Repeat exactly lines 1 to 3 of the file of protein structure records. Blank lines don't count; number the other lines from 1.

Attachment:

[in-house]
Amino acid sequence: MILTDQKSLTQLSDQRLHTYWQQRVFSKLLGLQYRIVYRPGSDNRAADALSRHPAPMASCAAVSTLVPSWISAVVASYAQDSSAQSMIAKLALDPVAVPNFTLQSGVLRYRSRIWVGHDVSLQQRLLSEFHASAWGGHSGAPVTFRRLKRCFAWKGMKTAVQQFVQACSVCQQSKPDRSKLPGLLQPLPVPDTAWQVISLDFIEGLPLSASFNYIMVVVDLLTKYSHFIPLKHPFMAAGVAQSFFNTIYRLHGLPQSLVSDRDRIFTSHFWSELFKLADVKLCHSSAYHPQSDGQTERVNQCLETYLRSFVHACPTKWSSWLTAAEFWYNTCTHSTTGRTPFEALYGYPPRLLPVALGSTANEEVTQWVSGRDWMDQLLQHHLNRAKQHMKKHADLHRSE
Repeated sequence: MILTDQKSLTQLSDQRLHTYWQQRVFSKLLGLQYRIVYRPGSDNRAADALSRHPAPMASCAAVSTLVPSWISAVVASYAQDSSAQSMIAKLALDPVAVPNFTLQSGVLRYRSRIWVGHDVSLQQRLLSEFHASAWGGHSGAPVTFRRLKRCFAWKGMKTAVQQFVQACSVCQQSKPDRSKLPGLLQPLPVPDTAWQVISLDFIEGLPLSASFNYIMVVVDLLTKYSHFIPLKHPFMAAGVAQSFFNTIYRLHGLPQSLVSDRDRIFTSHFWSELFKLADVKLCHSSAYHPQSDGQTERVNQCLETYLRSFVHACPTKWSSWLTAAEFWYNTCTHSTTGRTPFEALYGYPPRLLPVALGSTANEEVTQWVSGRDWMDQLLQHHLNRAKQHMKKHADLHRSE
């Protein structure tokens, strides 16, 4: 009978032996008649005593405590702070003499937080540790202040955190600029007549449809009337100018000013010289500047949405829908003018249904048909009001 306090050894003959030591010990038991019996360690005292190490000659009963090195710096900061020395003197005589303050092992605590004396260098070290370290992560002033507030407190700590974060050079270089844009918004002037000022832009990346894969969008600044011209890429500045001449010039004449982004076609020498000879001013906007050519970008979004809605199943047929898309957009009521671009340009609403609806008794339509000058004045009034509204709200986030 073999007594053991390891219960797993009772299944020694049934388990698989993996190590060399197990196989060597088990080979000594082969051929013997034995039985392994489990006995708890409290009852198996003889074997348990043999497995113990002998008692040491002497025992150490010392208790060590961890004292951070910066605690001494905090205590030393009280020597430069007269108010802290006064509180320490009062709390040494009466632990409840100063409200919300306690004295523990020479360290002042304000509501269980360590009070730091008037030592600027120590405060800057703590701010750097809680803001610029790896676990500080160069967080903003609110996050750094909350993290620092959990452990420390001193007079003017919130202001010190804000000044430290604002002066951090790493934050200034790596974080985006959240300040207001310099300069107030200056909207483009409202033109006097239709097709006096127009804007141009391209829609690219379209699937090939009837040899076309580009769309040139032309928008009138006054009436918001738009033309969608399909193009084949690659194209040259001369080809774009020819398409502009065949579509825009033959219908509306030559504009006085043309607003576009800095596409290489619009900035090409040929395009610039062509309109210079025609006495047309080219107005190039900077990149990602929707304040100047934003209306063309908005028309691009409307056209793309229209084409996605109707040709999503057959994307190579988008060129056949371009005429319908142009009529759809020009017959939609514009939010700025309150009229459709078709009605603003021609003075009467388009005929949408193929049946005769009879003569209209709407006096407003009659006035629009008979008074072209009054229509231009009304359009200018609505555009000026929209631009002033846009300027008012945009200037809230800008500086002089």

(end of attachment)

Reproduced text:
[in-house]
Amino acid sequence: MILTDQKSLTQLSDQRLHTYWQQRVFSKLLGLQYRIVYRPGSDNRAADALSRHPAPMASCAAVSTLVPSWISAVVASYAQDSSAQSMIAKLALDPVAVPNFTLQSGVLRYRSRIWVGHDVSLQQRLLSEFHASAWGGHSGAPVTFRRLKRCFAWKGMKTAVQQFVQACSVCQQSKPDRSKLPGLLQPLPVPDTAWQVISLDFIEGLPLSASFNYIMVVVDLLTKYSHFIPLKHPFMAAGVAQSFFNTIYRLHGLPQSLVSDRDRIFTSHFWSELFKLADVKLCHSSAYHPQSDGQTERVNQCLETYLRSFVHACPTKWSSWLTAAEFWYNTCTHSTTGRTPFEALYGYPPRLLPVALGSTANEEVTQWVSGRDWMDQLLQHHLNRAKQHMKKHADLHRSE
Repeated sequence: MILTDQKSLTQLSDQRLHTYWQQRVFSKLLGLQYRIVYRPGSDNRAADALSRHPAPMASCAAVSTLVPSWISAVVASYAQDSSAQSMIAKLALDPVAVPNFTLQSGVLRYRSRIWVGHDVSLQQRLLSEFHASAWGGHSGAPVTFRRLKRCFAWKGMKTAVQQFVQACSVCQQSKPDRSKLPGLLQPLPVPDTAWQVISLDFIEGLPLSASFNYIMVVVDLLTKYSHFIPLKHPFMAAGVAQSFFNTIYRLHGLPQSLVSDRDRIFTSHFWSELFKLADVKLCHSSAYHPQSDGQTERVNQCLETYLRSFVHACPTKWSSWLTAAEFWYNTCTHSTTGRTPFEALYGYPPRLLPVALGSTANEEVTQWVSGRDWMDQLLQHHLNRAKQHMKKHADLHRSE